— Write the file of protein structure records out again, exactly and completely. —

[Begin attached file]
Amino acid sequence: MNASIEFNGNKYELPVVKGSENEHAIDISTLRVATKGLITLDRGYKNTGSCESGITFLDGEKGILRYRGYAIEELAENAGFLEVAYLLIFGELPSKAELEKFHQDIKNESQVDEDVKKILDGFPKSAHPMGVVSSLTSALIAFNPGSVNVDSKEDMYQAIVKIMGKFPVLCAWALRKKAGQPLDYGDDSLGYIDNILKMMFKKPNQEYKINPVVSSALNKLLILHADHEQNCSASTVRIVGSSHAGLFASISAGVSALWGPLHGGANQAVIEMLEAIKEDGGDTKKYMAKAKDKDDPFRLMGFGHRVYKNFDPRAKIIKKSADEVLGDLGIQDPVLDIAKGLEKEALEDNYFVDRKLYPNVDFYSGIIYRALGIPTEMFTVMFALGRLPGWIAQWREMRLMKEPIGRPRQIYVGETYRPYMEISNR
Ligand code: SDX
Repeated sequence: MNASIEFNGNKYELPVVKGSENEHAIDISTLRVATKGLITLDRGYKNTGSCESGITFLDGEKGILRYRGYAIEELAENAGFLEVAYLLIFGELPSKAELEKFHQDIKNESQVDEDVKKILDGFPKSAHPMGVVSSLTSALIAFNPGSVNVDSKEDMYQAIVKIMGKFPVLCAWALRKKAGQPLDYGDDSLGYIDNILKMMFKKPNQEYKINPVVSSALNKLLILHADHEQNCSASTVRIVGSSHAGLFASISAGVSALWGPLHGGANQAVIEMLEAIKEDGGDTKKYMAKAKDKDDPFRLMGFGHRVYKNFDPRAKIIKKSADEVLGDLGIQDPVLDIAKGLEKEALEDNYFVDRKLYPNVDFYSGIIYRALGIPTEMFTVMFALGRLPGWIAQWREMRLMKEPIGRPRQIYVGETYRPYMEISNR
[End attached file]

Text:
Amino acid sequence: MNASIEFNGNKYELPVVKGSENEHAIDISTLRVATKGLITLDRGYKNTGSCESGITFLDGEKGILRYRGYAIEELAENAGFLEVAYLLIFGELPSKAELEKFHQDIKNESQVDEDVKKILDGFPKSAHPMGVVSSLTSALIAFNPGSVNVDSKEDMYQAIVKIMGKFPVLCAWALRKKAGQPLDYGDDSLGYIDNILKMMFKKPNQEYKINPVVSSALNKLLILHADHEQNCSASTVRIVGSSHAGLFASISAGVSALWGPLHGGANQAVIEMLEAIKEDGGDTKKYMAKAKDKDDPFRLMGFGHRVYKNFDPRAKIIKKSADEVLGDLGIQDPVLDIAKGLEKEALEDNYFVDRKLYPNVDFYSGIIYRALGIPTEMFTVMFALGRLPGWIAQWREMRLMKEPIGRPRQIYVGETYRPYMEISNR
Ligand code: SDX
Repeated sequence: MNASIEFNGNKYELPVVKGSENEHAIDISTLRVATKGLITLDRGYKNTGSCESGITFLDGEKGILRYRGYAIEELAENAGFLEVAYLLIFGELPSKAELEKFHQDIKNESQVDEDVKKILDGFPKSAHPMGVVSSLTSALIAFNPGSVNVDSKEDMYQAIVKIMGKFPVLCAWALRKKAGQPLDYGDDSLGYIDNILKMMFKKPNQEYKINPVVSSALNKLLILHADHEQNCSASTVRIVGSSHAGLFASISAGVSALWGPLHGGANQAVIEMLEAIKEDGGDTKKYMAKAKDKDDPFRLMGFGHRVYKNFDPRAKIIKKSADEVLGDLGIQDPVLDIAKGLEKEALEDNYFVDRKLYPNVDFYSGIIYRALGIPTEMFTVMFALGRLPGWIAQWREMRLMKEPIGRPRQIYVGETYRPYMEISNR